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Interesting Case Rounds

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1 Interesting Case Rounds
Alyssa Reed R1 Emergency Medicine

2 CASE #1 16F presenting with 2 syncopal episodes over the last two days
PMHx: chiari malformation, chronic back pain Meds: Naprosyn Vitals at Triage: % Q: What else would you like to know? Q: What is your approach to this patient?

3 Syncope DDx Other CNS Dysfunction
Focal Hypoperfusion of CNS Structures SAH Hyperventilation Systemic Hypoperfusion Resulting in CNS Dysfunction Outflow Obstruction CHD valve stenosis Reduced Cardiac Output WPW SVT Tachycardias Bradycardias Long QT syndrome Aortic dissection Cardiomyopathy Vasomotor Other CNS Dysfunction Hypoglycemia Seizure Toxic

4 Findings O/E: AVSS, no significant findings
N S1S2, no murmurs, no extra sounds, no JVD, no pulse delays, pressure same both arms, normal neuro exam Labs: CBC, Lytes, Ca, Mg, PO4 normal CXR: no cardiomegaly ECG

5 Dx???

6 WPW Definition: a preexcitation of the ventricles through an accessory pathway- the Bundle of Kent- which provides an abnormal pathway of electical communication between the atria and the ventricles WPW Pattern: ECG abormalities WPW Syndrome: ECG abnormalities and associated arrhythmia AVRT (80%) Atrial Fibrillation (15-30%) Atrial Flutter (5%)

7 Prevalence WPW Pattern 0.15-0.25% in general population
0.55% among first-degree relatives of affected patients in one large study it was 2x more prevalent in males WPW Syndrome approx 1% with pattern have arrhythmia review of showed .25% had pattern but only 1.8% of these had a documented arrhythmia sudden death: 0-.39% annually

8 CASE #2 8F presenting with several episodes of “black-outs” that she remembers dating back to when she was two. None witnessed. PMHx: healthy, no meds FHx: mom has some unknown heart condition- she was treated with something that ends in “lol” O/E: no significant findings Q: would you do an ECG?


10 Familial WPW WPW syndrome- 3.4% have 1st degree relative with preexcitation syndrome much lower than I expected Usually inherited as autosomal dominant trait Can also be associated with a familial hypertrophic cardiomyopathy - so my ECG yield in this 8yo was pretty low, but it is such a benign test why not do it????

11 Pathophysiology/ECG Bundle of Kent is a muscle fiber accessory pathway that directly connects the atria and the ventricles conduction down this pathway is faster allowing ventricular activation earlier but occurs at a slower speed Q: What are the basic ECG findings in sinus WPW? 1. PR is short 2. Delta wave 3. Wide QRS

12 1. Short PR due to rapid conduction through the accessory pathway and bypass of the AV node 2. Delta Wave upstroke slurred because of slow muscle fiber-to-muscle fiber conduction - longer refractory period in AV node so it goes down accessory pathway more quickly but the depolarization is slower because muscle fibers not as good as the normal bundles 3. Wide QRS fusion between early ventricular activation and the normal activation through the normal pathway

13 **the more rapid the conduction along the accessory pathway, the greater the amount of myocardium depolarized via the accessory pathway, resulting in a more prominent or wider delta wave, and longer QRS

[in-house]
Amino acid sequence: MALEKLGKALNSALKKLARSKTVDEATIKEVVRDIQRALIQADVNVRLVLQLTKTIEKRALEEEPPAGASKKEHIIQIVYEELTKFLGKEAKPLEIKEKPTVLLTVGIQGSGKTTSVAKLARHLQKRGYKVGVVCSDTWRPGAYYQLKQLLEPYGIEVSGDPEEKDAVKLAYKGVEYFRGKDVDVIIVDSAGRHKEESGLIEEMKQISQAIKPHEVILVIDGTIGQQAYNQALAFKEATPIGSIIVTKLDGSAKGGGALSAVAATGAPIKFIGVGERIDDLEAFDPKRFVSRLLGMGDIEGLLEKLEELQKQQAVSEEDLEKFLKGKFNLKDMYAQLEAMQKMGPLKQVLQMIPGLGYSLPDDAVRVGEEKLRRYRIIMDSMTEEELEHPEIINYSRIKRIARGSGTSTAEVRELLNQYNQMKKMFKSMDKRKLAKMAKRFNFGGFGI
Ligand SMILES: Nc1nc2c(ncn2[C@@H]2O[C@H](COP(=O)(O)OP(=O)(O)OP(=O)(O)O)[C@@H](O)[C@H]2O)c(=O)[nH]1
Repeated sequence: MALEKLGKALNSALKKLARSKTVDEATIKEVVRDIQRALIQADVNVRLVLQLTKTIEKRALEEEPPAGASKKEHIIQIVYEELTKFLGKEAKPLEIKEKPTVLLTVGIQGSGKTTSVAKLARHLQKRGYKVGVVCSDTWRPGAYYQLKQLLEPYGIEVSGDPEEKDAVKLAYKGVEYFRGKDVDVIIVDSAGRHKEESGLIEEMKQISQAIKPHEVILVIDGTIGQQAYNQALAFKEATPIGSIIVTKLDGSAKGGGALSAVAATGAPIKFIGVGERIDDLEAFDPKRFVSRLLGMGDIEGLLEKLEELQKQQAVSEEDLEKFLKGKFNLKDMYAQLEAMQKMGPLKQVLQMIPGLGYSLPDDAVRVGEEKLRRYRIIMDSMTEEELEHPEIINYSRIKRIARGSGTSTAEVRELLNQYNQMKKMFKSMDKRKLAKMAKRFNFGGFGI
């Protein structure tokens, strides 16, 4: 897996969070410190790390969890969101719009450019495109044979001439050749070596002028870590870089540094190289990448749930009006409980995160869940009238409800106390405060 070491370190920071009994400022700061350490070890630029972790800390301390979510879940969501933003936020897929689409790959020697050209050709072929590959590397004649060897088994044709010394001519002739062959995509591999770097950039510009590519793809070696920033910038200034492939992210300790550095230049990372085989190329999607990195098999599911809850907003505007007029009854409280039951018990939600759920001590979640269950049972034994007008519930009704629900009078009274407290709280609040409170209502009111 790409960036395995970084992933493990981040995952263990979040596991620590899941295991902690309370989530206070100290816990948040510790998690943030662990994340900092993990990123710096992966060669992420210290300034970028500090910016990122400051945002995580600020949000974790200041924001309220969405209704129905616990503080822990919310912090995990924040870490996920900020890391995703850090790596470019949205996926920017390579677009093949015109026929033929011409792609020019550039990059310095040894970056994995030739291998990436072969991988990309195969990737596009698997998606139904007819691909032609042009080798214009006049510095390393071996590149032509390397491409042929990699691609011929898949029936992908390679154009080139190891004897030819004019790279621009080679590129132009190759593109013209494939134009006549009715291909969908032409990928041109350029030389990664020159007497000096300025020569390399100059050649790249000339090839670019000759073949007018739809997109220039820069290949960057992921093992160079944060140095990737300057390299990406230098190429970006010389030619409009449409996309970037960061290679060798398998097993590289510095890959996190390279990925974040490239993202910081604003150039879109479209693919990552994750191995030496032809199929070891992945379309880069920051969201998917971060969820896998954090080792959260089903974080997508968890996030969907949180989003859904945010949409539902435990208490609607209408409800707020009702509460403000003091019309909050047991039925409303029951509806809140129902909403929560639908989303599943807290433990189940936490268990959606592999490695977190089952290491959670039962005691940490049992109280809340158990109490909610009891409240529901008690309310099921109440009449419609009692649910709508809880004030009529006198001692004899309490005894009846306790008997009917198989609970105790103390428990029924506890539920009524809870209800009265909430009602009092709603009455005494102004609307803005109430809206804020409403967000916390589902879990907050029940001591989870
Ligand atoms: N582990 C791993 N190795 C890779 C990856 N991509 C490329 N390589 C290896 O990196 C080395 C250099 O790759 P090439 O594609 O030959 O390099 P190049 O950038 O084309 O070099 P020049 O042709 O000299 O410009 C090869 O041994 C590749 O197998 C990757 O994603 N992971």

14 10% 10% 50% 30% - looking down on the heart
- all pass through the AV valve plane - left result in tall R wave in V1-3 - right result in no R in v1-3 10% 50% 30%

15 Arrhythmias PSVT/AVRT Orthodromic AVRT* Antidromic AVRT
Atrial Fibrillation Atrial Flutter *most common

16 - antegrade conduction down the AV node then retrogradely up the accessory path to atria
- Antegrade down accessory path then retrograde up the AV node

17 Irregular, Wide complex Tachycardia

18 Management Who to treat? patients with WPW syndrome
Options for treatment? Pharmacologic Antiarrhythmics Nonpharmacologic Radiofrequency ablation

19 Pharmacologic Mx Indications
patients who are not candidates for ablation well-tolerated arrhythmias Choice depends on the ECG/electrophys testing and want it directed at the “weak link” in the conduction pathway Acute termination vs chronic prevention

20 OAVRT Weak link is the AV node (antegrade conduction)
Acute Termination Vagal maneuvers IV verapamil (Class IV) IV adenosine Chronic Prevention Class IC (flecainide, propafenone) Beta blockers - so you want to lengthen the AV nodal refractoriness and depress its conduction - IV= Calcium channel blockers IC= marked block of Na channels BB= AV nodal specific activity

21 ** put circles around vagal stim, bb, verapimil, adenosine, flecainide, propafenone
- as you can see, you could also use amio but common adverse effects, and could use sotalol but increased risk of torsade in long-term use

22 AAVRT Weak link is retrograde conduction through AV node
BUT this should not be targeted unless you are 100% sure this is AAVRT Q: Why? Q: What drugs should be avoided?

23 Management WCT Avoid the ABCDs! Adenosine Beta Blockers
DDX 1. VTach 2. SVT with Aberrrancy - Antidromic WPW -WPW with AFib - MAT - A flutter - AVNRT Avoid the ABCDs! Adenosine Beta Blockers Calcium Channel Blockers Digoxin Stable vs Unstable Unstable- cardiovert Stable- procainamide * slow conduction through AV node, but not through accessory pathway and can actually SHORTEN refractory period of accessory pathway THEREFORE, can speed conduction and precipitate faster ventricular rates leading to HD instability - IA: Na channel blocker

24 - put circle around procain
- IA agent that slows conduction through the AV node and the accessory pathway and is a moderate Na channel blocker

25 Non-Pharm Mx Ablation of Accessory Pathway Catheter Surgical
Indications Symptomatic tachyarrhythmias Occupations in which development of Sxs would put themselves or others at risk Selected asymptomatic patients


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